Historian William Turner weaves tale of Bell Witch

Spectators come back year after year to hear Christian County Historian William Turner tell the story of the Bell Witch.

Head to the edge of town as the sun sets and turn onto the narrow road that curves alongside the cemetery.

Drive past headstones that mark 200 years of Hopkinsville’s history.

Cross the river, park the car and walk to the clearing where a bonfire crackles and hisses.

Take a seat in your lawn chair beside a catalpa tree.

It’s getting dark now, and there’s an old witch’s story to be told. 

william turner tells bell witch story
Christian County Historian William T. Turner stands beside a bonfire Saturday at Jeffers Bend, where he told the story of the Bell Witch. He’s been sharing the supernatural tale for more than 50 years. (Photo by Jennifer P. Brown, Hoptown Chronicle)

If you happened to be at Jeffers Bend on Saturday, you know I’m describing the lead-up to the evening’s main draw — a chance to hear historian William T. Turner tell the Bell Witch story.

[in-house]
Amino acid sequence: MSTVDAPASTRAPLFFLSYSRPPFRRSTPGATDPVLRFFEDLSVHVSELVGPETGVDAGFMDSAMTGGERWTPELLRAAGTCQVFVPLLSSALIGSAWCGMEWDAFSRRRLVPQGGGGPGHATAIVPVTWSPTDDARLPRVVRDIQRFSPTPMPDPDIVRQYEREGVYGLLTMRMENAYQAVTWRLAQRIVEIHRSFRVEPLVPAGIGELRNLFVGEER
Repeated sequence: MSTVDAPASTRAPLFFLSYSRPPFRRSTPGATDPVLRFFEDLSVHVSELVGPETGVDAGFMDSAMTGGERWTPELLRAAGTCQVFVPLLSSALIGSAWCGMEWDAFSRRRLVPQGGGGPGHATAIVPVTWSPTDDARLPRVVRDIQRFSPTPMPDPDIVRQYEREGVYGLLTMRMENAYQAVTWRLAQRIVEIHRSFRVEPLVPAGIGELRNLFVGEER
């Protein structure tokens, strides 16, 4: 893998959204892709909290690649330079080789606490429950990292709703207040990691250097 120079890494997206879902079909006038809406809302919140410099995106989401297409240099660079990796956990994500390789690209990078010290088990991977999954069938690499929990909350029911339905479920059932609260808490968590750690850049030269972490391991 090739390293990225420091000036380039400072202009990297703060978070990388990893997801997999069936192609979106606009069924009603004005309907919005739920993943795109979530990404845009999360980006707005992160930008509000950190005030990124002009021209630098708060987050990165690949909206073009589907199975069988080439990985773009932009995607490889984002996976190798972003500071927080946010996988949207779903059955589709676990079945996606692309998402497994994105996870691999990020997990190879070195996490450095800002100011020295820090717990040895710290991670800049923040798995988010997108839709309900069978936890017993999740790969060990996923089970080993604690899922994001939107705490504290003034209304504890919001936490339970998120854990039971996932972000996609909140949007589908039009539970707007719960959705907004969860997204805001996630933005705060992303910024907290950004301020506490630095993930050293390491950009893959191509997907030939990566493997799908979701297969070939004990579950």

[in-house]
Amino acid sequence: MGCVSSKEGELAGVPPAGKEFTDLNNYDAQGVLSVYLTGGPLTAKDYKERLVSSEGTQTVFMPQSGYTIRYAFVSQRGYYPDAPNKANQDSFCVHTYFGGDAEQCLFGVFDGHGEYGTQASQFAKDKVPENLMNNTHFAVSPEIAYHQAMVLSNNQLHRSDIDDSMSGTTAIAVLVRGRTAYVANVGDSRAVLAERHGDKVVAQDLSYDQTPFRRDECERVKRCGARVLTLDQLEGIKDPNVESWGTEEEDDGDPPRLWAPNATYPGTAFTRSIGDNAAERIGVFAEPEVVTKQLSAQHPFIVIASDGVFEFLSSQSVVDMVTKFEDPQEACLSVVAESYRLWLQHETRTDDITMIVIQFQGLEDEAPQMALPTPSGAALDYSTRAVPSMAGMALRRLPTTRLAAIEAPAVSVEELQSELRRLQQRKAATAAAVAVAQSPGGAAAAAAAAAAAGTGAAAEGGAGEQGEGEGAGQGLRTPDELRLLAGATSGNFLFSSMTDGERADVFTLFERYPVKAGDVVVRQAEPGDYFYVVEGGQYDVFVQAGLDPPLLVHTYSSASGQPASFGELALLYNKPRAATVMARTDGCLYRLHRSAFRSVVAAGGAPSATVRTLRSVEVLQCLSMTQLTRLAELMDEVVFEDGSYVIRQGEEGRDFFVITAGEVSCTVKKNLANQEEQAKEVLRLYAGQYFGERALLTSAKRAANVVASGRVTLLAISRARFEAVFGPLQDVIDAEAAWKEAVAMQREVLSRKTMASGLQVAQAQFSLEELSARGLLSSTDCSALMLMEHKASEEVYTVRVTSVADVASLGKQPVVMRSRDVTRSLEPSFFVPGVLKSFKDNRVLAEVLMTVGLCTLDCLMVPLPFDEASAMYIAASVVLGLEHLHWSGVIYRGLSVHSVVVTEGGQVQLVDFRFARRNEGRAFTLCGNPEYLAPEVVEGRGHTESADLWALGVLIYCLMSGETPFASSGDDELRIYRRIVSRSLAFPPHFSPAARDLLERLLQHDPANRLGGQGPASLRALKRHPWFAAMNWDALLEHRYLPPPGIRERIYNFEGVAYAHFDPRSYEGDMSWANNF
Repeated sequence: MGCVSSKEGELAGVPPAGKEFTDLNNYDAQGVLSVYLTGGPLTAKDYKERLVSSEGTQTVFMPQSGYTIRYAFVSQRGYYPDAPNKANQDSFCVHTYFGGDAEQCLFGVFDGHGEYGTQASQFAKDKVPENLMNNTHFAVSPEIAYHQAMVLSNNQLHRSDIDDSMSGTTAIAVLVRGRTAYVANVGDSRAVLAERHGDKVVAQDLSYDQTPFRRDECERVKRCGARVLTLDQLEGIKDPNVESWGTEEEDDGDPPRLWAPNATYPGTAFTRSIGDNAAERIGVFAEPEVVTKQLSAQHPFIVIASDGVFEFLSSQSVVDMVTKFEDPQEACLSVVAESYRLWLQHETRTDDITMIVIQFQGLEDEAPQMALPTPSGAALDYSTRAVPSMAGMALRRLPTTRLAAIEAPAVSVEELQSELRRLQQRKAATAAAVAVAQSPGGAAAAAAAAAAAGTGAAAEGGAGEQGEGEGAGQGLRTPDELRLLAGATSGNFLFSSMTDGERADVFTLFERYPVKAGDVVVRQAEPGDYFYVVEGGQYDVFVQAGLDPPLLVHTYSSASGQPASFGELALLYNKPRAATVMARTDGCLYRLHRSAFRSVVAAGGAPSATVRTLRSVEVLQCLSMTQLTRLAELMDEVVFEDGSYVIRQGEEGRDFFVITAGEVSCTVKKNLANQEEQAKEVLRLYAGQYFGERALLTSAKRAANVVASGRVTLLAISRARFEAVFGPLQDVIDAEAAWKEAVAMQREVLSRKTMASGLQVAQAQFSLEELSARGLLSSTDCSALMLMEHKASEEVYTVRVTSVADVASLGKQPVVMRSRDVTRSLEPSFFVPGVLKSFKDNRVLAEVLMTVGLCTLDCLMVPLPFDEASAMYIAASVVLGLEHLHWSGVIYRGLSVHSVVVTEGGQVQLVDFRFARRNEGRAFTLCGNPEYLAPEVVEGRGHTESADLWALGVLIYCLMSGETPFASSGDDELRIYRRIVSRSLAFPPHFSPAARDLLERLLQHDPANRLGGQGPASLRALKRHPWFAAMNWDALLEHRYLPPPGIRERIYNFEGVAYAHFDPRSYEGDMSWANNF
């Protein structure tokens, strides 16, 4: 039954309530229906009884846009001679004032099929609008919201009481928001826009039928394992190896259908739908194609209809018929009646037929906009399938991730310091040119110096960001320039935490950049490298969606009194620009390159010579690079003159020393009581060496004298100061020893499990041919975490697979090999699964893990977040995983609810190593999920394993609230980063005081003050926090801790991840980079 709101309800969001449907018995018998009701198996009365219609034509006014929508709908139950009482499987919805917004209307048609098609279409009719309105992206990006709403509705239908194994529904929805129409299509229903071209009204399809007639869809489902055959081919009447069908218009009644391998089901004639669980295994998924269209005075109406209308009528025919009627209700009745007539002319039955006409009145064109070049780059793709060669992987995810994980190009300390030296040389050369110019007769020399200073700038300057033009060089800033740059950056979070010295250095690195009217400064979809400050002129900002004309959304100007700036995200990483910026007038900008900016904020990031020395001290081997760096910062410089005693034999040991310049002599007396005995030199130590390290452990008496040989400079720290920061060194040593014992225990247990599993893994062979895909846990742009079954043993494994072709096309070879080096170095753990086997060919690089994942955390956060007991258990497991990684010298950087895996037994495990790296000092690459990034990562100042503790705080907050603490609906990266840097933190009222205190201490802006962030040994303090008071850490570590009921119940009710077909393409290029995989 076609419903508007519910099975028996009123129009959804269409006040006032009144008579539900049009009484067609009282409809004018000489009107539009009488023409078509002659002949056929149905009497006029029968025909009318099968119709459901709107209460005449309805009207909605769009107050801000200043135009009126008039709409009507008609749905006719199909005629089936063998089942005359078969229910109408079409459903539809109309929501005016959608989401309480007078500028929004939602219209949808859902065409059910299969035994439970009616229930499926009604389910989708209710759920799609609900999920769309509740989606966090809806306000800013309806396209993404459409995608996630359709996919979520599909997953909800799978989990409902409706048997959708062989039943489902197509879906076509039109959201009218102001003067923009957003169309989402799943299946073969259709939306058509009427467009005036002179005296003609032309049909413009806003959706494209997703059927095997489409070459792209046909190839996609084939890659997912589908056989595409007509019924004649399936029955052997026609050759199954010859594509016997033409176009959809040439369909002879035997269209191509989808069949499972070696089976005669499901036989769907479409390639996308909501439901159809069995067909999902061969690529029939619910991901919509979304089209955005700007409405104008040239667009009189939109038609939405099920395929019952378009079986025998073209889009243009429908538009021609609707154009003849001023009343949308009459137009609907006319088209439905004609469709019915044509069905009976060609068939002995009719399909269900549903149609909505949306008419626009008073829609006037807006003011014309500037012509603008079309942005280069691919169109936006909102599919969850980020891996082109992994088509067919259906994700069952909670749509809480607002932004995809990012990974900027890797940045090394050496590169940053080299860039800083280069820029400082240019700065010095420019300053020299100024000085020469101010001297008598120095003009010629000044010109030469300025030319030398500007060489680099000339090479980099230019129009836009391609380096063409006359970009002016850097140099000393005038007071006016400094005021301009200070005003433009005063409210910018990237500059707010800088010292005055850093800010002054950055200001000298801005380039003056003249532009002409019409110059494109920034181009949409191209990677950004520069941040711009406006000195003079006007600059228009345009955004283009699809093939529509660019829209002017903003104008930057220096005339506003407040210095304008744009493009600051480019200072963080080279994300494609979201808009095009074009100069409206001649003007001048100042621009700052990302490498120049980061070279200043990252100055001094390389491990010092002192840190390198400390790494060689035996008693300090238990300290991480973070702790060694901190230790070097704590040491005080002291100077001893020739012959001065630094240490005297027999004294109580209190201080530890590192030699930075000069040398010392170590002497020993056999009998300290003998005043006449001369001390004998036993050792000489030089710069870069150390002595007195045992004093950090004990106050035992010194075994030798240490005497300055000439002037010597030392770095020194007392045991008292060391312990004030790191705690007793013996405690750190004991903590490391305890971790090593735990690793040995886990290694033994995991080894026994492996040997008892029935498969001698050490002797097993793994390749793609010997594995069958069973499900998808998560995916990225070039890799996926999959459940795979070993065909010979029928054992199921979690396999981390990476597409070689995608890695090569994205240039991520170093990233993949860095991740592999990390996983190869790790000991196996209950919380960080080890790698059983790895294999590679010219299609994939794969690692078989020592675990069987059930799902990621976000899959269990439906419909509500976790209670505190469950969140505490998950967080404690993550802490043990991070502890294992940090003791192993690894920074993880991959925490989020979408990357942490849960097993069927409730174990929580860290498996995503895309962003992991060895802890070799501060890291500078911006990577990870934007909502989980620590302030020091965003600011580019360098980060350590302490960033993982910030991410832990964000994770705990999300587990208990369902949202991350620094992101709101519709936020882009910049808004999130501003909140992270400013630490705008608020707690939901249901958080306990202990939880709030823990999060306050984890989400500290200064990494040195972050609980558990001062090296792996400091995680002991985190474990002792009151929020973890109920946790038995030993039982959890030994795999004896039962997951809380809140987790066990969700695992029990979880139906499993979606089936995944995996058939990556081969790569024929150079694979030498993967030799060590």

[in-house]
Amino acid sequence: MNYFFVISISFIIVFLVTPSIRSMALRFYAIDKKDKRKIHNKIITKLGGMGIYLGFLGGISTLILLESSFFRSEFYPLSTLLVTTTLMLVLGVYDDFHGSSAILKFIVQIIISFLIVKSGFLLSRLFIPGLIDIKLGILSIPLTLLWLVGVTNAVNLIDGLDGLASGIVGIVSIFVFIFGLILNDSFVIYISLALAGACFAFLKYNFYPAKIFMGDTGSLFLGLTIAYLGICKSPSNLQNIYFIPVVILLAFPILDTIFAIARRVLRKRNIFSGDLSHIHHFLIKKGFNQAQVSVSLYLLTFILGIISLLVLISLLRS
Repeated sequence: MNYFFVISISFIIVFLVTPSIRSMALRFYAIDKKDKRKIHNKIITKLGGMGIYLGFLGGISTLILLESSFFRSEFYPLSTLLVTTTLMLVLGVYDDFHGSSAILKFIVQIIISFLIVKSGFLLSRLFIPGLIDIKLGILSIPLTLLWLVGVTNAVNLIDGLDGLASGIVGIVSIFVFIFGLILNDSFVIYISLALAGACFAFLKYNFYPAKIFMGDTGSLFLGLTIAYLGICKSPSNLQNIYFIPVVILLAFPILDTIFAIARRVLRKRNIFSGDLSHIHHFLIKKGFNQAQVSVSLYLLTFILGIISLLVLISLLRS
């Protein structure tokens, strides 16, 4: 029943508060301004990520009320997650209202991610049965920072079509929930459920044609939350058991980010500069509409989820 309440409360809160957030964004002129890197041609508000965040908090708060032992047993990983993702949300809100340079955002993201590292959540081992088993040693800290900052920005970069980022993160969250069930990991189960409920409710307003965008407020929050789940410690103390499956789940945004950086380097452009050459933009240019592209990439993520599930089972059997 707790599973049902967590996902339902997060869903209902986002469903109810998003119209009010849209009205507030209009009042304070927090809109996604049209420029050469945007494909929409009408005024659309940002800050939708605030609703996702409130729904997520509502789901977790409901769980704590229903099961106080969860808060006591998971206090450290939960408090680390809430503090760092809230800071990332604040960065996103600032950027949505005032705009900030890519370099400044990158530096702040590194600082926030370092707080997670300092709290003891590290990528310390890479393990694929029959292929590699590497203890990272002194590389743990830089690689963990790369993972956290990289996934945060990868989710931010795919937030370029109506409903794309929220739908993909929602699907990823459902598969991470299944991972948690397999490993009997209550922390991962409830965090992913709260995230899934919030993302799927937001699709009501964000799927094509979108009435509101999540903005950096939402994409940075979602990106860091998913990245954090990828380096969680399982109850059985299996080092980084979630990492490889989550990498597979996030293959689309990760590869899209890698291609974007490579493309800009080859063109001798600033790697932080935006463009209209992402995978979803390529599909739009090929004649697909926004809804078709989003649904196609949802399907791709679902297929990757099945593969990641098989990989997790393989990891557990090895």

Spoiler alert: Many of the people who came out Saturday had heard William tell this story more than a few times before. Some of them heard it as a child and now bring their children to hear the story. They know the legend of the John Bell family near present-day Adams, Tennessee, where an evil spirit called Kate was said to have tormented the farmer and his teenage daughter from 1817 to 1821. They know, and they keep coming back because William has a storyteller’s flair for involving the audience in the tale. They are part of the story. 

After all, a tale of the supernatural means the main character could travel through time and space from the early 1800s to present-day Hopkinsville. On a night like Saturday, the Bell Witch might be lurking in the shadows behind one of those catalpa trees.

A few actors in period clothing tiptoed through the rows of lawn chairs and poked audience members just as William shouted a line from his story. Alissa Keller, who runs the local museums, shared the spotlight beside the bonfire with William. 

“It is all true? Is it partly true? Or is it just a fantastic story?” William asked his audience.

“I’ll let you be the decider of that. But I suggest tonight, or better still on Halloween night, when you go to bed and you pull up the (covers) to chase away the winter’s chills, be careful. It could be Kate the Bell Witch, and she may be coming to see YOU!”

Historian William Turner weaves tale of Bell Witch

Jennifer P. Brown

Jennifer P. Brown is the founder and editor of Hoptown Chronicle. You can reach her at editor@hoptownchronicle.org.


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